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Arena - Pepper's Ghost CD (album) cover





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4 stars 10 Years On: Arena's Pepper's Ghost

Modern neo-prog has always been an interesting scene to talk about within progressive rock. Long mocked as a 'poor man's symphonic', neo never really got all too much credit in the 80's, and for good reason. Marillion, they were good, but that was about it in terms of quality material from the new wave of bands. Even current favourites IQ and Pendragon were far from amazing in their original incarnations, really just playing weak Genesis knockoffs with a bit more synth and pop thrown in.

But despite hiding under the shadow of the absolutely incredible Fish-led Marillion for the first decade of their time, these bands, specifically the three that I call The Big Three of Modern Neo- Prog (IQ, Pendragon and Arena), somehow found their sound and compositional skill years after the genre's supposed 'heyday'. Today, if you were to ask anyone who the best bands making progressive rock today who have also been making it for 30 years, everyone would straight away jump to those three (or at least the first two, for reasons I'll get to soon). None of the symphonic bands can cut it anymore. All of the 70's bands that are still around suck, yet somehow three bands that were formed in the 80's (ok technically Arena were 90's) are making the best music of their career now.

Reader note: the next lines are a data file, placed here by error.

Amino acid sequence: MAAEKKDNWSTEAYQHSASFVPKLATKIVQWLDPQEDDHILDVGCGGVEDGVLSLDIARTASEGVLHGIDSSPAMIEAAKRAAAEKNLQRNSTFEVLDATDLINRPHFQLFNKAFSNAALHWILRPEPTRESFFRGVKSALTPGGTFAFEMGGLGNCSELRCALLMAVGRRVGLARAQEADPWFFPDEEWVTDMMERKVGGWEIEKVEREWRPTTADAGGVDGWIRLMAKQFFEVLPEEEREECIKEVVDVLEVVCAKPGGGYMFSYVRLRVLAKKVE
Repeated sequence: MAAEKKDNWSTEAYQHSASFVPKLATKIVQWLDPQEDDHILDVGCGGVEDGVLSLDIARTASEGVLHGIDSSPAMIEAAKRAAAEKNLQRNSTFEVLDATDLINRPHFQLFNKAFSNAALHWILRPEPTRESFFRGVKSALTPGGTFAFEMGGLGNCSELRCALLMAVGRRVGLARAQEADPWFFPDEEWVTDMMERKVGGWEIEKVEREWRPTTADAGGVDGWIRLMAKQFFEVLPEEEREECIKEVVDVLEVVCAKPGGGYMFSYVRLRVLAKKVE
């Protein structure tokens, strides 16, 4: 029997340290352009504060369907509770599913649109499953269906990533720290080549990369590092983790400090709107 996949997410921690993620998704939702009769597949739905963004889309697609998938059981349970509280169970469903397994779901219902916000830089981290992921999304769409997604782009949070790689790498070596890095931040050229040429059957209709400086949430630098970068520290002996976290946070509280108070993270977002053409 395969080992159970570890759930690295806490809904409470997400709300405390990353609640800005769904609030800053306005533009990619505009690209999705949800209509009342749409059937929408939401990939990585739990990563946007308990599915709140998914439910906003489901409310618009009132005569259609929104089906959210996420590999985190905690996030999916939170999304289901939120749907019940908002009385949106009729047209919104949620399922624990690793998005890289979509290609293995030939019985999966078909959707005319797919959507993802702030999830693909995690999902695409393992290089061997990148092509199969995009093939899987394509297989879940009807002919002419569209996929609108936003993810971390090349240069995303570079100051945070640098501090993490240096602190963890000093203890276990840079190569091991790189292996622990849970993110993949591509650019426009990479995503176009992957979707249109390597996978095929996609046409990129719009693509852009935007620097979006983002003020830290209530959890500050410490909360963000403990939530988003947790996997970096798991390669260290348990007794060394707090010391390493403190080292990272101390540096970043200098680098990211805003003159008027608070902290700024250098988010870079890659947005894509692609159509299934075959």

The 90's and early 2000's saw the Big Three capitalise on the missing Marillion to make some pretty standard neo-prog that was nearly up to the quality of Marillion at their peak. Pendragon put out The Window of Life and The Masquerade Overture, IQ put out Ever and Subterranea, and even though they were a bit late, Arena's The Visitor and Contagion could be included in the list of 'essential neo-prog albums', over a decade after the microgenre had dissolved. But this sound couldn't last. The most impressive thing about these three bands is that they could stay relevant while simultaneously keeping their defining sound. Each album shifting slightly towards the new normal, but never losing their compositional style. By the early 2000's, neo-prog was beginning to sound ridiculously campy, ridiculously 80's. Floaty synths and Fish-impressions in 7/8 weren't cool anymore, even in the ultra uncool areas of modern prog. What they needed was a new sound, and although in 2015 we look at IQ and Pendragon as being the forerunners of old men understanding how to be relevant, the sound of modern neo-prog was actually an Arena invention, here, on Pepper's Ghost.

The point of this long winded historical introduction is that despite the fact that IQ and Pendragon took this sound and used it to put out albums that were consistently impressing fans, it was actually Arena who played it first. Pendragon jumped on the bandwagon with Pure, and IQ only half did with Frequency (although fully did with The Road of Bones), but it was Arena's Pepper's Ghost that first proved to the world that neo-prog could not only exist in the 21st century, but sound good. And although Arena's new material would pale in comparison to that which IQ and Pendragon put out afterwards, this album's importance is undeniable.